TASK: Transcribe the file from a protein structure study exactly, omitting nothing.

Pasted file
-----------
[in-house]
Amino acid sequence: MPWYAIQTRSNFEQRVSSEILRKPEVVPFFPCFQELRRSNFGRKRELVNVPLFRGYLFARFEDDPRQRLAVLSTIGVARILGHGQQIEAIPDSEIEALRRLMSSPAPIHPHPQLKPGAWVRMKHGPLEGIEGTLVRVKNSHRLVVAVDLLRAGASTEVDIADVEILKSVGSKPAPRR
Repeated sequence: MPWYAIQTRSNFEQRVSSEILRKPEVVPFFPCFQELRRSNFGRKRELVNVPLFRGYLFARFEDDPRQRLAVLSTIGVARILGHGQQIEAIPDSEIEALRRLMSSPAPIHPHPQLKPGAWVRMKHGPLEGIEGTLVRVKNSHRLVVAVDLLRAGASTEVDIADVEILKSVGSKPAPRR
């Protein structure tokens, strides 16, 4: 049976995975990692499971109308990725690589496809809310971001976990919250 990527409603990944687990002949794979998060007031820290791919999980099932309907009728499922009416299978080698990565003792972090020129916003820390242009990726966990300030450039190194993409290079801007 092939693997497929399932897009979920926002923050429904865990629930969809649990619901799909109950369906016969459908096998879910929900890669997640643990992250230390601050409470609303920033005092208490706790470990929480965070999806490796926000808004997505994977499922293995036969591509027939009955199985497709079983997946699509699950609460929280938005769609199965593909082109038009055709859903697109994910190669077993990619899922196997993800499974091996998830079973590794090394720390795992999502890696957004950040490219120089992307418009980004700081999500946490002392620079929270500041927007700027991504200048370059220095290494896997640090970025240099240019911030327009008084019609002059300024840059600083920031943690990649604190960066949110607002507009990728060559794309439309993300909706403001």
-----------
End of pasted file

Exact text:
[in-house]
Amino acid sequence: MPWYAIQTRSNFEQRVSSEILRKPEVVPFFPCFQELRRSNFGRKRELVNVPLFRGYLFARFEDDPRQRLAVLSTIGVARILGHGQQIEAIPDSEIEALRRLMSSPAPIHPHPQLKPGAWVRMKHGPLEGIEGTLVRVKNSHRLVVAVDLLRAGASTEVDIADVEILKSVGSKPAPRR
Repeated sequence: MPWYAIQTRSNFEQRVSSEILRKPEVVPFFPCFQELRRSNFGRKRELVNVPLFRGYLFARFEDDPRQRLAVLSTIGVARILGHGQQIEAIPDSEIEALRRLMSSPAPIHPHPQLKPGAWVRMKHGPLEGIEGTLVRVKNSHRLVVAVDLLRAGASTEVDIADVEILKSVGSKPAPRR
């Protein structure tokens, strides 16, 4: 049976995975990692499971109308990725690589496809809310971001976990919250 990527409603990944687990002949794979998060007031820290791919999980099932309907009728499922009416299978080698990565003792972090020129916003820390242009990726966990300030450039190194993409290079801007 092939693997497929399932897009979920926002923050429904865990629930969809649990619901799909109950369906016969459908096998879910929900890669997640643990992250230390601050409470609303920033005092208490706790470990929480965070999806490796926000808004997505994977499922293995036969591509027939009955199985497709079983997946699509699950609460929280938005769609199965593909082109038009055709859903697109994910190669077993990619899922196997993800499974091996998830079973590794090394720390795992999502890696957004950040490219120089992307418009980004700081999500946490002392620079929270500041927007700027991504200048370059220095290494896997640090970025240099240019911030327009008084019609002059300024840059600083920031943690990649604190960066949110607002507009990728060559794309439309993300909706403001």